5 Ways to Regulate Your Nervous System

One of the most complex and critical systems in the body is our nervous system. It works in harmony to communicate with our body and gathers information from touch, smell, taste, sight, smell, and sound. There are two main parts of our nervous system, they include the central nervous system (made up of the brain and spinal cord) as well as the peripheral nervous system (consists of nerves and ganglia). Did you know that the body actually has billions of nerve cells?! It’s hard to even imagine all that goes on behind the scenes. 

Without even realizing it, so many of us are walking around with dysregulated nervous systems without a clue as to what is going on. A dysregulated nervous system can impact our thoughts, feelings, and behaviors. We can become more erratic, feel easily overwhelmed, snappy, reactive, deal with sleep issues, have skin or gut conditions, and so much more. The bottom line is that a dysregulated nervous system can impact many different aspects of health and causes us to lack balance in the body. 

The good news is that it is possible to regulate your nervous system through consistent practices, routines, and support. In this article we are going to cover 5 ways you can begin to regulate your nervous system to feel more peace, calm, balance, and groundedness.

Humming, chanting, or singing

You may already love to hum along to your favorite song, but did you know that there are actual mental health benefits associated with this? The Vagus nerve is connected to our vocal chords, so huming, chanting, and singing can stimulate this nerve. This vibration actually increases our vagal tone’s health. A low vagal tone can result in depression, anxiety, gut issues, and inflammation. 

Deep breathing

Breathing is something that happens throughout the day without us even needing to think about it. By actually being conscious of our breath and practicing deep breathing we can actually benefit the parasympathetic nervous system. This lets the anxious brain know that it is okay to relax and that you are safe. Deep breaths get more oxygen to the thinking brain.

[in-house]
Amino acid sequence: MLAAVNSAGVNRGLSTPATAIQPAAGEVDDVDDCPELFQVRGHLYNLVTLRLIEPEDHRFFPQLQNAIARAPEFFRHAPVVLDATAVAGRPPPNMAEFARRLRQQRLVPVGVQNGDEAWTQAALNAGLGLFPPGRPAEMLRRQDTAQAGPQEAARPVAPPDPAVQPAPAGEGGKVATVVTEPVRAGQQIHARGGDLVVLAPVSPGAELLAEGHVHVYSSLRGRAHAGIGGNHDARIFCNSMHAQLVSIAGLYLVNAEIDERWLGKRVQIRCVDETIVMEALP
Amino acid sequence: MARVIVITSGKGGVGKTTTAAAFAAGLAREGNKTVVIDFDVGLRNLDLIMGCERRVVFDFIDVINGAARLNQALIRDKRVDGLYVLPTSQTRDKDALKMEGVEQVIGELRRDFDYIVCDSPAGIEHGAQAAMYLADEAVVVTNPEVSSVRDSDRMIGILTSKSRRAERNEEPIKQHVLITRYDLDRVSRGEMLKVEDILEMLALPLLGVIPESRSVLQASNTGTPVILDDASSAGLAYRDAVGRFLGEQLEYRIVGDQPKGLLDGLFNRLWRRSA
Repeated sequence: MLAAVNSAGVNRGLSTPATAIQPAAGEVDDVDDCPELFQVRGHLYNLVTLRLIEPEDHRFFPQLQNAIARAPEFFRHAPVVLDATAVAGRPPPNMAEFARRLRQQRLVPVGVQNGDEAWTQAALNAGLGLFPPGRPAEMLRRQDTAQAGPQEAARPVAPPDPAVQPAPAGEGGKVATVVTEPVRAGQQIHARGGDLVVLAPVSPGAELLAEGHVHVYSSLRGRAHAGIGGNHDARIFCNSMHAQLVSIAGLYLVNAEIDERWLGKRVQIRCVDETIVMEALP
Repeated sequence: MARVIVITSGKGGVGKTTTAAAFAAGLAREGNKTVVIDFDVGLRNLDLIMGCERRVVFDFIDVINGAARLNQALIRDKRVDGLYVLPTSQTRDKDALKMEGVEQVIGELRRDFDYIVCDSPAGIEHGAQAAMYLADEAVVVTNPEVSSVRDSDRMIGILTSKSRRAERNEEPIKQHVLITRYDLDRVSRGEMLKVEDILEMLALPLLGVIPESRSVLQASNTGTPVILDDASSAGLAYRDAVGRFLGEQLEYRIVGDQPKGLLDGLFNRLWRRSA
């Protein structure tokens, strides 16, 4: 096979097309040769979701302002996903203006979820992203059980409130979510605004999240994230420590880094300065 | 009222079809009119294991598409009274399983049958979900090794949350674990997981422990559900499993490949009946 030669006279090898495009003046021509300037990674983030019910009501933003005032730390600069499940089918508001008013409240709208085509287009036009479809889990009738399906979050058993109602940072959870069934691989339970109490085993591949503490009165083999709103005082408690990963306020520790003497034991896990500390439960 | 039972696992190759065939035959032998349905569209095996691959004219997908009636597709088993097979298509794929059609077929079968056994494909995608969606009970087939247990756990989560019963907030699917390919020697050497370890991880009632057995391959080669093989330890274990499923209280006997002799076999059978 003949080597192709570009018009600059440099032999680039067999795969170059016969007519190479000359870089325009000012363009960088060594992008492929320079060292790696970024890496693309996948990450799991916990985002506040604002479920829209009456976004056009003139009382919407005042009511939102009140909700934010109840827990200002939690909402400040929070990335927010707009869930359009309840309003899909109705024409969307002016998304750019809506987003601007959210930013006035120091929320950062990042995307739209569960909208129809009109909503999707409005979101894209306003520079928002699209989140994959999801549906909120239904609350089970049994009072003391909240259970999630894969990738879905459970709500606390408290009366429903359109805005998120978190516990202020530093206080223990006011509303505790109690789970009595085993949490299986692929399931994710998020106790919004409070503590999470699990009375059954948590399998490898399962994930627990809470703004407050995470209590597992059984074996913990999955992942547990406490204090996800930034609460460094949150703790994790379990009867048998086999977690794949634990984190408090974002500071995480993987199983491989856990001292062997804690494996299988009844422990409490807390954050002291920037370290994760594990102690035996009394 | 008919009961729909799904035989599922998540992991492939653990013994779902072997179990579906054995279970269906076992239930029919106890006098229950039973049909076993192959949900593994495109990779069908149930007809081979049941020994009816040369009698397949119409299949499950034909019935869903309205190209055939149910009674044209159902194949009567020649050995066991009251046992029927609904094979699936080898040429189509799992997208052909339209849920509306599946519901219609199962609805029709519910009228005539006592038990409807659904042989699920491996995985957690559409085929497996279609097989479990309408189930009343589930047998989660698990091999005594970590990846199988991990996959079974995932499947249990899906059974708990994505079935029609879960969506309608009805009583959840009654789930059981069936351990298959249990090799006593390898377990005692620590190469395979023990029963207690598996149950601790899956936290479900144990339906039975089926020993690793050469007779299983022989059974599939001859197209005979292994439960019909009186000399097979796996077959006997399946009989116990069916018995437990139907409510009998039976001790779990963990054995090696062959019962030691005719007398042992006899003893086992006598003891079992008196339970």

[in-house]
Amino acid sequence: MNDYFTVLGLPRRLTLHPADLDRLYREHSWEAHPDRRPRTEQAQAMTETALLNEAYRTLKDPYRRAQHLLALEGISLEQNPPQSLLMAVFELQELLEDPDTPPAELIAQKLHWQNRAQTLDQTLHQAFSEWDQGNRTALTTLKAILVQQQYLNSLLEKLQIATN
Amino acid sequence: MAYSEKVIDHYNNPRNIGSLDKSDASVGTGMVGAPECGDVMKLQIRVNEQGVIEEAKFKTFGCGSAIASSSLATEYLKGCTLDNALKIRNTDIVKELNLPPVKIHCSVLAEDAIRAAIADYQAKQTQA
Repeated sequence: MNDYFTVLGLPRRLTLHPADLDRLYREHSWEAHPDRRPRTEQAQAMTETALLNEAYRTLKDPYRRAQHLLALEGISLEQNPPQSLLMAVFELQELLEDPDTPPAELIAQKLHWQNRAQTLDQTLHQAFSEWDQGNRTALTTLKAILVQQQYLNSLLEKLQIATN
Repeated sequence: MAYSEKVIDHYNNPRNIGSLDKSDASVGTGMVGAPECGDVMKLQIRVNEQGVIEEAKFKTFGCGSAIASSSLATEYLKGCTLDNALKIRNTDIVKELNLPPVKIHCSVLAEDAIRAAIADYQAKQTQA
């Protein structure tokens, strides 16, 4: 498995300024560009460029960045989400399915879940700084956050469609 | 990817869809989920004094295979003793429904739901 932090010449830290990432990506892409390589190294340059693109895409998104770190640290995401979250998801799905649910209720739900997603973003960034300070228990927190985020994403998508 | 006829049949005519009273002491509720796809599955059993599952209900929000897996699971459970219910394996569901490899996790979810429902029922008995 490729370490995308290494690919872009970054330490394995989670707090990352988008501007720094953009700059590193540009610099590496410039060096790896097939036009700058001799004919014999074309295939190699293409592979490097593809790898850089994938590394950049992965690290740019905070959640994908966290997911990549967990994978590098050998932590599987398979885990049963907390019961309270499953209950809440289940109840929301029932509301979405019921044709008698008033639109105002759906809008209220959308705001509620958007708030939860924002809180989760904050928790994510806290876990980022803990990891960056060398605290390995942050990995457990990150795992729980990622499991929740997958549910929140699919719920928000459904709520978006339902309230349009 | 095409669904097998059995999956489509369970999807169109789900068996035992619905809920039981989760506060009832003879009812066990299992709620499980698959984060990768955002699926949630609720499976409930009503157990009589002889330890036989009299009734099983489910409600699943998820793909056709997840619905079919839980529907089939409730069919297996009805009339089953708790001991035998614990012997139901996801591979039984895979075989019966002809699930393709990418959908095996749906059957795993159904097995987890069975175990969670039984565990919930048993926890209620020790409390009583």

Spending more time in nature:

These days, so many of us spend so much time in front of a screen and stuck indoors. Research shows that nature has the power to reduce feelings of fear, anger, and stress which and which in turn can benefit the nervous system. Time in green space decreases cortisol and has a profound ability to ground us. Afterall, we are biologically wired to spend time outside and under the sun.

Shake it off

We hold a lot of stress and tension in our body, especially when we feel overwhelmed and overstimulated after a busy day. By engaging in physically shaking off the worries and stress, we can actually calm the nervous system, which in turn calms our body and mind. Jumping up and down or dancing it out is a great way to do this. It might seem silly if you’re not used to it, but overtime it really can work.

Physical touch

Hugging, cuddling, and holding hands with someone we feel safe with just simply feels good. But did you know that physical touch actually has benefits for the nervous system! Through safe physical touch, the brain also releases serotonin and dopamine which regulate the pleasure centre of the brain and offsets feelings of anxiety.

Overall, nervous system regulation doesn’t have to be complicated. Most of these practices go back to the basics that we tend to overlook because we get too caught up in life’s stressful demands. By paying more attention to the signals of the body you’ll be able to help yourself become more grounded and calm. If you have any other nervous system regulation techniques we would love to hear your suggestions in the comment section of the blog below!

Sources:

https://sass.uottawa.ca/sites/sass.uottawa.ca/files/how_to_stimulate_your_vagus_nerve_for_better_mental_health_1.pdf

https://www.researchgate.net/publication/270448533_Examining_Group_Walks_in_Nature_and_Multiple_Aspects_of_Well-Being_A_Large-Scale_Study

 

 

Alexia Palmeri

Alexia Palmeri is a 28-year-old personal development enthusiast! She looks at life experiences as an opportunity to always learn and grow. Alexia is also a broadcast journalism graduate with a passion and knack for communications and media. She is always on the lookout for new trends on social media and keeps up to date with what's happening in the world. In her free time, Alexia enjoys socializing with family and loved ones, being in nature, cooking nourishing meals, and discovering new places to dine and adventure!

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